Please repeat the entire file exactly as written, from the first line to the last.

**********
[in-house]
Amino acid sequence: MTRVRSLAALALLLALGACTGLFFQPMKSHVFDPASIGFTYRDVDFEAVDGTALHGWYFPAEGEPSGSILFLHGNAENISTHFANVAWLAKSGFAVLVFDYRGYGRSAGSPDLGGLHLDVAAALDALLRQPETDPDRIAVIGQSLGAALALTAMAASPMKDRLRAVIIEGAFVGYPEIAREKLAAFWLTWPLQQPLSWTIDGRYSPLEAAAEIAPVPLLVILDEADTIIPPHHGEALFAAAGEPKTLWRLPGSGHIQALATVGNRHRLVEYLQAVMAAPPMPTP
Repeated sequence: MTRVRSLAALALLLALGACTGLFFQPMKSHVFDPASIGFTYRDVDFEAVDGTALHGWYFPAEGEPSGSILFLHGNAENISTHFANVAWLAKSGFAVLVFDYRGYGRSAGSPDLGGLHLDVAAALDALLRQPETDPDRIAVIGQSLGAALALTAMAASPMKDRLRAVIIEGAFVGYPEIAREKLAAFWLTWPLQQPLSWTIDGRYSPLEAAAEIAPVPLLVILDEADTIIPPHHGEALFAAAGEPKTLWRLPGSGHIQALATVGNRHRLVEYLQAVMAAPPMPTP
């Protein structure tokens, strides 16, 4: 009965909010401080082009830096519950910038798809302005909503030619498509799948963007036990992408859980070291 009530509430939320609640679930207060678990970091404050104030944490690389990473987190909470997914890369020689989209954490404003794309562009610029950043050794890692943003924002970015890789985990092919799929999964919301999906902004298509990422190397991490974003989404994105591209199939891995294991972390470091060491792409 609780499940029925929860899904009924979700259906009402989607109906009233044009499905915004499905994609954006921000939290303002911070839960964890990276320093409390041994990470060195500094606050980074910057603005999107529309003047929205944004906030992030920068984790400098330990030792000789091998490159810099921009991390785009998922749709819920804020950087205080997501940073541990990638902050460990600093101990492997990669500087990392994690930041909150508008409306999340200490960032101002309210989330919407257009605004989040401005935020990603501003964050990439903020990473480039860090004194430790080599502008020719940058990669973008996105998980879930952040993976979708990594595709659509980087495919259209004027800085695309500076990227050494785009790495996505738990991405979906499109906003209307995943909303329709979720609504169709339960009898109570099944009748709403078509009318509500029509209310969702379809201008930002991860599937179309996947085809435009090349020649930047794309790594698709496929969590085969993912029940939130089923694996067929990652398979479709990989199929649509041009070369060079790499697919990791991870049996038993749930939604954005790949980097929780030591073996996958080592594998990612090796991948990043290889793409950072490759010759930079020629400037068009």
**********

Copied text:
[in-house]
Amino acid sequence: MTRVRSLAALALLLALGACTGLFFQPMKSHVFDPASIGFTYRDVDFEAVDGTALHGWYFPAEGEPSGSILFLHGNAENISTHFANVAWLAKSGFAVLVFDYRGYGRSAGSPDLGGLHLDVAAALDALLRQPETDPDRIAVIGQSLGAALALTAMAASPMKDRLRAVIIEGAFVGYPEIAREKLAAFWLTWPLQQPLSWTIDGRYSPLEAAAEIAPVPLLVILDEADTIIPPHHGEALFAAAGEPKTLWRLPGSGHIQALATVGNRHRLVEYLQAVMAAPPMPTP
Repeated sequence: MTRVRSLAALALLLALGACTGLFFQPMKSHVFDPASIGFTYRDVDFEAVDGTALHGWYFPAEGEPSGSILFLHGNAENISTHFANVAWLAKSGFAVLVFDYRGYGRSAGSPDLGGLHLDVAAALDALLRQPETDPDRIAVIGQSLGAALALTAMAASPMKDRLRAVIIEGAFVGYPEIAREKLAAFWLTWPLQQPLSWTIDGRYSPLEAAAEIAPVPLLVILDEADTIIPPHHGEALFAAAGEPKTLWRLPGSGHIQALATVGNRHRLVEYLQAVMAAPPMPTP
């Protein structure tokens, strides 16, 4: 009965909010401080082009830096519950910038798809302005909503030619498509799948963007036990992408859980070291 009530509430939320609640679930207060678990970091404050104030944490690389990473987190909470997914890369020689989209954490404003794309562009610029950043050794890692943003924002970015890789985990092919799929999964919301999906902004298509990422190397991490974003989404994105591209199939891995294991972390470091060491792409 609780499940029925929860899904009924979700259906009402989607109906009233044009499905915004499905994609954006921000939290303002911070839960964890990276320093409390041994990470060195500094606050980074910057603005999107529309003047929205944004906030992030920068984790400098330990030792000789091998490159810099921009991390785009998922749709819920804020950087205080997501940073541990990638902050460990600093101990492997990669500087990392994690930041909150508008409306999340200490960032101002309210989330919407257009605004989040401005935020990603501003964050990439903020990473480039860090004194430790080599502008020719940058990669973008996105998980879930952040993976979708990594595709659509980087495919259209004027800085695309500076990227050494785009790495996505738990991405979906499109906003209307995943909303329709979720609504169709339960009898109570099944009748709403078509009318509500029509209310969702379809201008930002991860599937179309996947085809435009090349020649930047794309790594698709496929969590085969993912029940939130089923694996067929990652398979479709990989199929649509041009070369060079790499697919990791991870049996038993749930939604954005790949980097929780030591073996996958080592594998990612090796991948990043290889793409950072490759010759930079020629400037068009």